The Apostle Paul to the Corinthians:
“If I must boast, I will boast of the things that show my weakness.”
~2 Corinthians 11:30 (NRSV).
This claim of Paul’s — on the surface — is either bold or foolish, or both.
But, it’s a boast most worthy of the Lord.
How many people find it easy to boast of their weakness? Yet, the Gospel paradox swings through the canopy of worldly sense, hanging on strong vines that represent life for others — that for which we bring, in the power of God, through love.
Us for them, and them for us; but with no strings attached.
It’s an inconvenient boast that sees us humble ourselves, with only one entity — the most important One, God — blessing us.
Only Works For God
But, there’s no use humbling ourselves if we’re not shining for Jesus. Giving up our rights to boasting or accolades or the things we’d normally seek to acquire for ourselves makes no sense unless we do it for God.
Then, it makes all the sense in the world, for we’re storing up our blessings elsewhere.
This inconvenient boast, now, becomes everything to live for, as we’re filled from within in the power of the Holy Spirit.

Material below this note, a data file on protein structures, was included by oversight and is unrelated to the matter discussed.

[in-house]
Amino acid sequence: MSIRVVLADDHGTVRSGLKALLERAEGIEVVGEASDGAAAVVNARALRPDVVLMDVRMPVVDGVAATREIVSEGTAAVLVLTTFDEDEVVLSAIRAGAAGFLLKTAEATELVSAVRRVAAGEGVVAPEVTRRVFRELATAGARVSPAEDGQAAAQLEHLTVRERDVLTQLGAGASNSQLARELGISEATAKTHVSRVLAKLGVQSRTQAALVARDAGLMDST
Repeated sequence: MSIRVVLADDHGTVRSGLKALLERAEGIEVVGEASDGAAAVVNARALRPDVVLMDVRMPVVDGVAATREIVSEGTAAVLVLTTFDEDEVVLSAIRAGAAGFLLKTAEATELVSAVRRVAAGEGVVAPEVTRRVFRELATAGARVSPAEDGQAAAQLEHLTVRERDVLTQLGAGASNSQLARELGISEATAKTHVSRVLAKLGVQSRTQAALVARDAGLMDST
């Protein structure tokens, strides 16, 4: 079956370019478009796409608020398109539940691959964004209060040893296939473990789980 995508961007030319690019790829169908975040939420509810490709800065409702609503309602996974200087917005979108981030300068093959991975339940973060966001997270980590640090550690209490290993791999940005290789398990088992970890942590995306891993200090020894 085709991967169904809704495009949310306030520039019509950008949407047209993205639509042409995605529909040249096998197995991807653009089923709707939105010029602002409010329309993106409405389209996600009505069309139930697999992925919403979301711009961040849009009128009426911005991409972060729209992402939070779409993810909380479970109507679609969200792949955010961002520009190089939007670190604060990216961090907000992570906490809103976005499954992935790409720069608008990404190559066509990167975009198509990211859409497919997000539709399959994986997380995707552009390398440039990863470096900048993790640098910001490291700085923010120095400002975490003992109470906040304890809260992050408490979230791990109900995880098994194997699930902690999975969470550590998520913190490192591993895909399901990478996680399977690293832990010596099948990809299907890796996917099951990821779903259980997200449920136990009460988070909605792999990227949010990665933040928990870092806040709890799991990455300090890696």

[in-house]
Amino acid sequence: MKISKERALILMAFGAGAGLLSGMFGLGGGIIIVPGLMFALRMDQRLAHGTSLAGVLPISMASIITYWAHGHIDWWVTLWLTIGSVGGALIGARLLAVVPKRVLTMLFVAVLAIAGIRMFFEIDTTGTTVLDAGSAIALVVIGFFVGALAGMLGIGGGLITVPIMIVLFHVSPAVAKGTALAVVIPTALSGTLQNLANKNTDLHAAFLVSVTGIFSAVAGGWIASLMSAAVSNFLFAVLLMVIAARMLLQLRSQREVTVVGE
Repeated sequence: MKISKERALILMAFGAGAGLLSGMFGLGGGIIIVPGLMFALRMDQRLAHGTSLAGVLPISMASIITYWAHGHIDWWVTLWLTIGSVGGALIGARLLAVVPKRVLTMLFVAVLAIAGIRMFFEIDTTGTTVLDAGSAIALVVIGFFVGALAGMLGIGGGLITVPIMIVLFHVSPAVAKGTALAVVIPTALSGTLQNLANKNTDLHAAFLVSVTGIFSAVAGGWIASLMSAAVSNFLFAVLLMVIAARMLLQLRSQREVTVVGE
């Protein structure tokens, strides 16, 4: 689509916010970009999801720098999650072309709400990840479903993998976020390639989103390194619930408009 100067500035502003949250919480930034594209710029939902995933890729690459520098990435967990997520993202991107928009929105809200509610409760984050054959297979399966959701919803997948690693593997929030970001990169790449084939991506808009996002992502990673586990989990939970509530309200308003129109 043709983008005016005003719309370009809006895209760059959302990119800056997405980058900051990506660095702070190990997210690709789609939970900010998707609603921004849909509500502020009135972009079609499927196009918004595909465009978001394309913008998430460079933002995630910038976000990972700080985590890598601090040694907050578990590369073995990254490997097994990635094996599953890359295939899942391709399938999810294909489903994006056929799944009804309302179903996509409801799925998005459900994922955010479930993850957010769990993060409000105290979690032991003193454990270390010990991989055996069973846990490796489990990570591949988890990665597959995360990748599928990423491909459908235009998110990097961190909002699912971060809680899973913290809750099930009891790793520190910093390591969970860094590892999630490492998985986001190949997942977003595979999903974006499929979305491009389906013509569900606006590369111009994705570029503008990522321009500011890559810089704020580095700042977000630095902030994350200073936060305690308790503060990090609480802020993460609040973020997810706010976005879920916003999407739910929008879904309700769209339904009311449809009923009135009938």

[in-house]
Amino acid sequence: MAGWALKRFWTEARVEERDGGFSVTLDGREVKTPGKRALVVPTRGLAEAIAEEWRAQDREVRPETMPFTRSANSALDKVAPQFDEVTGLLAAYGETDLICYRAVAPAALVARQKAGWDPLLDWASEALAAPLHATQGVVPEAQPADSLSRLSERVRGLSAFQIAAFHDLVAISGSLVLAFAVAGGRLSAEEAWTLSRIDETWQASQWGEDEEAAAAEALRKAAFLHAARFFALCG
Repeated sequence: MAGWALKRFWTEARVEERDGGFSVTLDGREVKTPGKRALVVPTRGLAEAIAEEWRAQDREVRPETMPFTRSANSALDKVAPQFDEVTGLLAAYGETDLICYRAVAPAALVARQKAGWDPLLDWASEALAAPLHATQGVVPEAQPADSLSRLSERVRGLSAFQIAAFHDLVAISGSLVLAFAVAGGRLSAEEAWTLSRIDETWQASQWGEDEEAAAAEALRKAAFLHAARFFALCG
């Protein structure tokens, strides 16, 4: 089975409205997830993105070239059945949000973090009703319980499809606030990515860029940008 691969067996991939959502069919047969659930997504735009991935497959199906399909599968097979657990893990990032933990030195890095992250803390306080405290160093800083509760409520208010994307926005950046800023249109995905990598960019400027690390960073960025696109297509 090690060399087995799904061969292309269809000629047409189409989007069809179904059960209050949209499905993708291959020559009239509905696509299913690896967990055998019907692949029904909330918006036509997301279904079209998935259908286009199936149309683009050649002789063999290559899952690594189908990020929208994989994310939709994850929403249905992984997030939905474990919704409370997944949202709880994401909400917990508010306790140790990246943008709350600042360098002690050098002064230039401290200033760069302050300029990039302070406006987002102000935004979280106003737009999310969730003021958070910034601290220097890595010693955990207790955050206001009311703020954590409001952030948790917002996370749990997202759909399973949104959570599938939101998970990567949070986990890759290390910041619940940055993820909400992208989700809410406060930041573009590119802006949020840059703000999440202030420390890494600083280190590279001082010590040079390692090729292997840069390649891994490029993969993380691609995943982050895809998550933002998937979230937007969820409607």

With faith, this power of God will be known in our world, as we start things in love!
Tangible ‘Inconvenient’ Boasts:
þ Owning up when we don’t know something — even when we’re meant to know. This means shelving the temptation to pretend we know, or fudge our way through.
þ Giving credit where it’s due — even when it looks like we were the ones who deserve it. Go further; give credit where it’s not as due as they’d think. Think of the love-vibe implicit of those sorts of moves! This is the power of the Gospel that runs clear across the world’s language of wisdom.
þ Actually admitting our weaknesses. In the company of trusted others, we don’t hide things like fetishes, the things that make us angry, greedy and proud. Leaders have the opportunity, especially, to de-mystify how pious they are, inviting lesser-ones who seek guidance to invoke the truth on themselves. Peace is the result for honesty.
þ The way others suffer reduces resonant notes of our own suffering in this form of boasting. Our own suffering merely highlights to us from God, just what suffering others are capable of withstanding. There will always be some worse off than us.
An inconvenient boast is seeing the boast-worthy away from us. It’s rejecting our own typical boasts, for a supremely better type.
© 2011 S. J. Wickham.
Graphic Credit: El Greco, 1606.